As you can see in the picture there are handy engraved markers on the inside of each band, and these show you which order to assemble the bands around each other. So if you ever have a bad case of 'cantrememberhowtosolveitquickly' there's a handy safety net there for you as well.

Neo currently costs an incredibly reasonable $40, and there are many more original designs available for similar prices. And if silver isn't really your colour you can also order the rings in the gold purity you'd like. Based on my first experience I honestly can't recommend this shop enough.

Buy from: PuzzleRingMaker
Also available on Etsy: PuzzleRingMaker

Friday, 13 September 2013

Popplock T8 (Rainer Popp)

Woo hoo! The time has finally come for another Popplock to be solved. After the release of the T7 back at the end of last year I've been waiting for the next in this now infamous trick lock series, and I was hoping for a bit more of a puzzle challenge this time round. I was not disappointed!

So here it is, the T8. If you are familiar with the rest of the series you will notice the overall design is pretty different in this one. Whereas the other seven looked undeniably like padlocks, the T8 sports a cylindrical body with a look a more like a 'd-lock' usually associated with bicycles.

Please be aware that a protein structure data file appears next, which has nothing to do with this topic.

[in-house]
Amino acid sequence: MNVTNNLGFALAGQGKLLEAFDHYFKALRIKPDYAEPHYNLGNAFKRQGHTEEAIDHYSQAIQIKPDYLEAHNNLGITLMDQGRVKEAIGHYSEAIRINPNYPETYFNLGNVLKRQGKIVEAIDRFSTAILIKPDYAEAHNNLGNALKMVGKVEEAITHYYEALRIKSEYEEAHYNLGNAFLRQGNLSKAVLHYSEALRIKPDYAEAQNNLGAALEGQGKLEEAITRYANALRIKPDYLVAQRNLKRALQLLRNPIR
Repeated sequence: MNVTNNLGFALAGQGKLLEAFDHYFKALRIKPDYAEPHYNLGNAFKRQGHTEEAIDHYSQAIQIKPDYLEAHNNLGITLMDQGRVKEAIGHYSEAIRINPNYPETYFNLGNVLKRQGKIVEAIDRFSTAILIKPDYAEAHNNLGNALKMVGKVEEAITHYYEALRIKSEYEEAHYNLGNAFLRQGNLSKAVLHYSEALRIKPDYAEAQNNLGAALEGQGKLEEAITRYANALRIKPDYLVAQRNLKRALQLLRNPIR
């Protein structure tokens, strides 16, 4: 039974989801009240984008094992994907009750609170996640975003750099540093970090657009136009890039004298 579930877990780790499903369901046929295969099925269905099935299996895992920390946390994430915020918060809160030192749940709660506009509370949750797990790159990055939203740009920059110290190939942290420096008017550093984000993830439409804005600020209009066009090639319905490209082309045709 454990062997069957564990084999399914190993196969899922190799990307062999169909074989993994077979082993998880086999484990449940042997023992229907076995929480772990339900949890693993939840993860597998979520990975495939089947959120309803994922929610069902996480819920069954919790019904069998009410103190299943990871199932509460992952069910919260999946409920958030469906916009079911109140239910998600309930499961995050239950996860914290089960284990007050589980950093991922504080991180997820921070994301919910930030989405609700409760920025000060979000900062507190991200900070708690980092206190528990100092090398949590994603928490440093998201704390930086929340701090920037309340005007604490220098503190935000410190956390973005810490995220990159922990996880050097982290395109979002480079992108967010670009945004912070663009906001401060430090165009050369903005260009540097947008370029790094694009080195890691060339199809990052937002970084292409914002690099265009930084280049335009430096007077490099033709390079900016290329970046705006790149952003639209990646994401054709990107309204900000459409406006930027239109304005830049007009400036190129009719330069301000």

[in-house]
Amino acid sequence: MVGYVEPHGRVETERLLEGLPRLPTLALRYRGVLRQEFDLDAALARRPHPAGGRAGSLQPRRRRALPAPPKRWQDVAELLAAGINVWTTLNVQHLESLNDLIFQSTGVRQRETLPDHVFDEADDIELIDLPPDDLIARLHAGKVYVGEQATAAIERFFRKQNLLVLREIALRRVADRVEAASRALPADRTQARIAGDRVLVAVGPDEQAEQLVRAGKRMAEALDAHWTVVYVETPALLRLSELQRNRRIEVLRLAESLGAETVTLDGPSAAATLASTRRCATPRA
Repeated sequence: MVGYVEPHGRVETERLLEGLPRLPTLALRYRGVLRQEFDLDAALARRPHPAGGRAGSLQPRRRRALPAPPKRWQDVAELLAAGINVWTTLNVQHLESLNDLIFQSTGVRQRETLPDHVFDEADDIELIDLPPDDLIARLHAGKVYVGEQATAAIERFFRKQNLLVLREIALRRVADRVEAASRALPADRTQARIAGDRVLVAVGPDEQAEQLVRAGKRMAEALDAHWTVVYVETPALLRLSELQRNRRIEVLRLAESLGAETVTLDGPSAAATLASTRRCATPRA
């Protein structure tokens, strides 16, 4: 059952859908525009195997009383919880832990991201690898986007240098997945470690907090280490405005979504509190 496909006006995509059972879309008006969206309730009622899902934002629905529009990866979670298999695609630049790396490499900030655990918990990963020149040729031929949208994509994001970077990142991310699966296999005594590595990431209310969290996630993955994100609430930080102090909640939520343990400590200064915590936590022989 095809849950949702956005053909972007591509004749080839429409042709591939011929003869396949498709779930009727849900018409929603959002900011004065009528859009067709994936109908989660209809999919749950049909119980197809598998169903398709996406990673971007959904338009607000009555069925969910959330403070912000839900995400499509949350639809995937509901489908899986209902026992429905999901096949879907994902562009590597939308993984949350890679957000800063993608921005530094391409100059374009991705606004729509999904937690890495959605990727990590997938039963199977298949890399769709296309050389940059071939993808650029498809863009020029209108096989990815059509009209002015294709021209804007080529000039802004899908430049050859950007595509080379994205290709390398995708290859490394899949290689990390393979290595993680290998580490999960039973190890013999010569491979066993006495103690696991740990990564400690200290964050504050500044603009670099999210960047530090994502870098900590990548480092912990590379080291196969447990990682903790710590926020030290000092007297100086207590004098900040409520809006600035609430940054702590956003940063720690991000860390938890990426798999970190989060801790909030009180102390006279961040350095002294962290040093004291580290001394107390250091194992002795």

There's no brass body this time, Rainer has opted for a stainless steel approach. The only visible brass is the knob-like contraption on the end. Personally I like this. Brass -whilst looking lovely- has an issue with getting dull and dirty during handling very quickly. Stainless steel on the other hand will continue to look the same pretty much forever without need for regular cleaning.

I did mention that this is much more of a puzzle than the previous T7, and not only that but it is an excellent solving experience even in comparison to any of the previous locks in the series. I wouldn't say it is the most difficult, but it is definitely one of the most fun to solve, and I think many would agree that it has one of the most innovative mechanisms ever seen in a puzzle lock. Since I received it I keep finding myself solving it and admiring the workings.

As a solve it didn't take me an epic amount of time, I'd estimate somewhere in the region of 45 minutes. But I've since heard of solve times varying from 7 minutes into days, so as always with puzzles 'your mileage may vary'.